• An HO2 policy, also known as the broad form coverage, adds coverage for damage from falling objects, the weight of ice or snow, water from plumbing systems, freezing of the plumbing system, electrical damage to applicances, and water damage from a rupture of water heaters or heating systems. HO2 policies are also referred to as “named perils” policies because they cover only the risks that are specifically named.
• HO3 policies, on the other hand, are an “all risk” form of homeowners insurance policy because it covers all losses except those that are specifically excluded, as well as coverage for personal injury or property damage caused to others. Risks that are typically excluded are earthquakes and floods. Contents, however, are covered on a “named perils” basis. The National Association of Insurance Commissioners has reported that 87% of homeowners with a homeowners insurance policy hold an HO3 policy.
• HO5 policies are the most expansive type of homeowners insurance available. Like an HO3 policy, this type of homeowners insurance covers the property on an “all risk” basis. The difference between HO5 and HO3 policies is that HO5 policies also cover contents on an “all risk” basis. The NAIC has reported that only 8% of homeowners with a homeowners insurance policy hold an HO5 policy.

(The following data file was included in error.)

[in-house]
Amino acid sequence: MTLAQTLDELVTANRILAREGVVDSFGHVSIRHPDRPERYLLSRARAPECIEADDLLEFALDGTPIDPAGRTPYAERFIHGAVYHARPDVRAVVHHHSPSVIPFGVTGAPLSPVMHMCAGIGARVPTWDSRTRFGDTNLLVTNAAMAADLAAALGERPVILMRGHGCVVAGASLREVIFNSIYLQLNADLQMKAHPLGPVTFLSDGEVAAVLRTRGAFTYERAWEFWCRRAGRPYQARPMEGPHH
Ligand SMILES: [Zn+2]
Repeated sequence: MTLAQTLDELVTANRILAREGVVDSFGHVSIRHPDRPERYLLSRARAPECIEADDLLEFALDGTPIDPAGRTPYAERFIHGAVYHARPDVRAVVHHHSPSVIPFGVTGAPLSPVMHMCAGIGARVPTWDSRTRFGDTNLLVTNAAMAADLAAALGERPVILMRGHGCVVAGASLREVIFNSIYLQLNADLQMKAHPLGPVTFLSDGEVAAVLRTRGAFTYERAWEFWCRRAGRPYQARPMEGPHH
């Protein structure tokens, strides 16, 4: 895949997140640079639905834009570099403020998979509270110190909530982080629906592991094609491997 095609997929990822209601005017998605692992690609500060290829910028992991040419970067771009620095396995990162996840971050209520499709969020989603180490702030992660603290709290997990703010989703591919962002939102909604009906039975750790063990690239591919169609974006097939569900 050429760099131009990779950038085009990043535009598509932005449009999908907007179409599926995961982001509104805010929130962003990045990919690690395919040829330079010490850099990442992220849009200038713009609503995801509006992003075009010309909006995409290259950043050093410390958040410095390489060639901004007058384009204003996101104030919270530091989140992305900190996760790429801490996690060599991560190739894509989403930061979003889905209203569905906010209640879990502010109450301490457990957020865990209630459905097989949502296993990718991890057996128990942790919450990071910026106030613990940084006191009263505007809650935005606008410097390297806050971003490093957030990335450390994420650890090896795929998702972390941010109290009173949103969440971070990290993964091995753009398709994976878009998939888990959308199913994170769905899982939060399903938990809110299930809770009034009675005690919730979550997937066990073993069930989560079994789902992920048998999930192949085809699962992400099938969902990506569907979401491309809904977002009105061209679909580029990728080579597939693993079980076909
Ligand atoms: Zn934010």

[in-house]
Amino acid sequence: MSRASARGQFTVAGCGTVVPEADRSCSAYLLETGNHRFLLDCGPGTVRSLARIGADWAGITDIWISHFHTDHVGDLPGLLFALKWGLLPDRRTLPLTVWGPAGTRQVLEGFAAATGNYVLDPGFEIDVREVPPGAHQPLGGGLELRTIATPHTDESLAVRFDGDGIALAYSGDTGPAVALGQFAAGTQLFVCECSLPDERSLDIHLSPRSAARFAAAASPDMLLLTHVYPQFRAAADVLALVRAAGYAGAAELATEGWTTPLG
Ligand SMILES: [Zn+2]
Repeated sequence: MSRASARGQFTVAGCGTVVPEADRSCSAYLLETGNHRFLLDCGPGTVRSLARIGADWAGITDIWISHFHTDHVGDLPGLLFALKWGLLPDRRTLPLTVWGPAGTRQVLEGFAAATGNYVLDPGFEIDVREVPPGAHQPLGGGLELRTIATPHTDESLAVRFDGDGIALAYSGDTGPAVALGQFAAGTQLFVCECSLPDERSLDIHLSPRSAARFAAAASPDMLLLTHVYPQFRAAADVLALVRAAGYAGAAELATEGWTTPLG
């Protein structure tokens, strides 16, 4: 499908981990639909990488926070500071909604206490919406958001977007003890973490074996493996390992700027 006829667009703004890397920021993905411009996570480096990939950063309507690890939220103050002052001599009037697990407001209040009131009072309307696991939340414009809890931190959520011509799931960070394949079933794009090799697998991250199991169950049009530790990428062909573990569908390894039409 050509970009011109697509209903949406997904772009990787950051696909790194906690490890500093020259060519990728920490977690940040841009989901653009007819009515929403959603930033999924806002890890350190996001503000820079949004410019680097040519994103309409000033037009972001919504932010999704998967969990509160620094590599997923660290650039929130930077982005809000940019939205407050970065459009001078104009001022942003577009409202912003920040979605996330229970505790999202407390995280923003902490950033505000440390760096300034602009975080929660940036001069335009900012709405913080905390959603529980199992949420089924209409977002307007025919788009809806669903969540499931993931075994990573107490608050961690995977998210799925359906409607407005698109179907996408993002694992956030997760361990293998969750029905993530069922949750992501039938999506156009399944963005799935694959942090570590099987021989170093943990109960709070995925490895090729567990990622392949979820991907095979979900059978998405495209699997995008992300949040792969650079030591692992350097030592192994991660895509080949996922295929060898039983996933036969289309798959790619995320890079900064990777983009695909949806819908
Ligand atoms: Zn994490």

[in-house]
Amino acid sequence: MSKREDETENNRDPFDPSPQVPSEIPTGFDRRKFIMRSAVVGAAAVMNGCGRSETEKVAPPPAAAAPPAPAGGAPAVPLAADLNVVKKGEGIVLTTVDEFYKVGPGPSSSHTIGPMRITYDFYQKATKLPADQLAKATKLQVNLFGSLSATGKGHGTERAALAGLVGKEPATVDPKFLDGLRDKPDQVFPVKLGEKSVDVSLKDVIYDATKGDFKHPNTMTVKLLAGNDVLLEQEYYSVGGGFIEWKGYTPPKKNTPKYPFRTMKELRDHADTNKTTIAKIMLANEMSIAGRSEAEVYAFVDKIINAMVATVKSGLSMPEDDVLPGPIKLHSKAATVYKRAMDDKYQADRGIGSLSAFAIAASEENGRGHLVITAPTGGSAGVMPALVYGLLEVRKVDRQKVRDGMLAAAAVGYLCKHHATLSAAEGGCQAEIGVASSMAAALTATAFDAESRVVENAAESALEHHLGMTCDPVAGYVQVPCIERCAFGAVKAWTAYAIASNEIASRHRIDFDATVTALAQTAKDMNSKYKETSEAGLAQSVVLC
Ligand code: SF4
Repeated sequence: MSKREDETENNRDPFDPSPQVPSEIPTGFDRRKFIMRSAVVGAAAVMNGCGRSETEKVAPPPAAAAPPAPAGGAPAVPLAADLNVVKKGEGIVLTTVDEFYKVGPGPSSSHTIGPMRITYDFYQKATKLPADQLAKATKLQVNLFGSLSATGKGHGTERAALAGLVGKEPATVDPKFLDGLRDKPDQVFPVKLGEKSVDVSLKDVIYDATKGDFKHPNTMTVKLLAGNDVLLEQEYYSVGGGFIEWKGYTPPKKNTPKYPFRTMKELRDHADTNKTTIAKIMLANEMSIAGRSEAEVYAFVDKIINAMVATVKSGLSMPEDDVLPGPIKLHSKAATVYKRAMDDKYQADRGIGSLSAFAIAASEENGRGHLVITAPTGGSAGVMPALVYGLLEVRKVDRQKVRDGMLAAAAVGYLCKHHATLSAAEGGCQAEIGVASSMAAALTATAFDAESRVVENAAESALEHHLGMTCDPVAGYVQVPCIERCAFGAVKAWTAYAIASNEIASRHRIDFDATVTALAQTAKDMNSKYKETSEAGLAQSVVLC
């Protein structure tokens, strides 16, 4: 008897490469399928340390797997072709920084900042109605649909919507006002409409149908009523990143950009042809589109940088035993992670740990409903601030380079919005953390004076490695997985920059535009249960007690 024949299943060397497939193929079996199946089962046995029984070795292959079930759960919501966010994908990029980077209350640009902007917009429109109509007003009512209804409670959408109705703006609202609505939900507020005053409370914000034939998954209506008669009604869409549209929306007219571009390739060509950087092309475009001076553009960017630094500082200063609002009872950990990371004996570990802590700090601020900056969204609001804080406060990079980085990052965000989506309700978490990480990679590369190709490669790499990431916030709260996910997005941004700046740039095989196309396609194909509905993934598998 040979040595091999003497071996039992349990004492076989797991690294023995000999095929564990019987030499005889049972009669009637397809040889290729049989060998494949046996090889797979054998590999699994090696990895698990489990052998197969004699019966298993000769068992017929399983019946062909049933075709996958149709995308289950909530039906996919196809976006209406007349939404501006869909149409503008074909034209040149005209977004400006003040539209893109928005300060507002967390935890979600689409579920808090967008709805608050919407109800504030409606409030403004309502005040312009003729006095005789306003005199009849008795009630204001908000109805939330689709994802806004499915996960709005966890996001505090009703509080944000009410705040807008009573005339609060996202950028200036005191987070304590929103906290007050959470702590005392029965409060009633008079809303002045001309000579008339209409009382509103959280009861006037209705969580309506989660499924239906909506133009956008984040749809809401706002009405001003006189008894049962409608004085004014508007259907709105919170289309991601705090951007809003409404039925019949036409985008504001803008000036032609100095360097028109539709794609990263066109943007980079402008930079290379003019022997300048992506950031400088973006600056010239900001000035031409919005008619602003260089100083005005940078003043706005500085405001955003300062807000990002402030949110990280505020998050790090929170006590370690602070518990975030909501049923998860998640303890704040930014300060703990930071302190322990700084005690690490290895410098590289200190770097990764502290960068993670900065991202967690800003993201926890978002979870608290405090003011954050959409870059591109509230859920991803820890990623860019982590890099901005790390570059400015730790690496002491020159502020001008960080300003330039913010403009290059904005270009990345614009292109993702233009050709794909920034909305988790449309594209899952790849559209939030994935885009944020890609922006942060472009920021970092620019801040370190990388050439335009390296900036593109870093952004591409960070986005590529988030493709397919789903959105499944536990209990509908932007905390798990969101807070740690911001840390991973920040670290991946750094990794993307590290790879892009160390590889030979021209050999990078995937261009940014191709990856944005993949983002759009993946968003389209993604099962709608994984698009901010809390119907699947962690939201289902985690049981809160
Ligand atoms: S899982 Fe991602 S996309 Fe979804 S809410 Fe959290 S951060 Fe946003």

Homeowners Insurance for Condos and Townhomes
Owners of condominiums and townhomes typically are not required to insure the structure of the building in which they live – the building is typically the HOA’s responsibility. However, owners of these properties are required by lenders to insure the interior of the property, including interior improvements (e.g. cabinets, walls, floors, ceilings, etc.) and personal property. HO6 policies were created for that purpose. Because their coverage does not protect the structure of the building, these policies are typically less expensive than policies for comparable single family homes.
Insurance for Other Properties
There are two other types of homeowners insurance policies that are typically not used by owners of single family homes, townhomes, or condominiums. The first is the HO4 policy, or a renter’s policy, which covers a renter’s personal property against the same perils as the contents portion of the HO2 or HO3. An HO4 policy generally also includes liability coverage for personal injury or property damage inflicted on others. The second is the HO8 policy, which is for older owner-occupied homes that have a replacement cost exceeding its market value.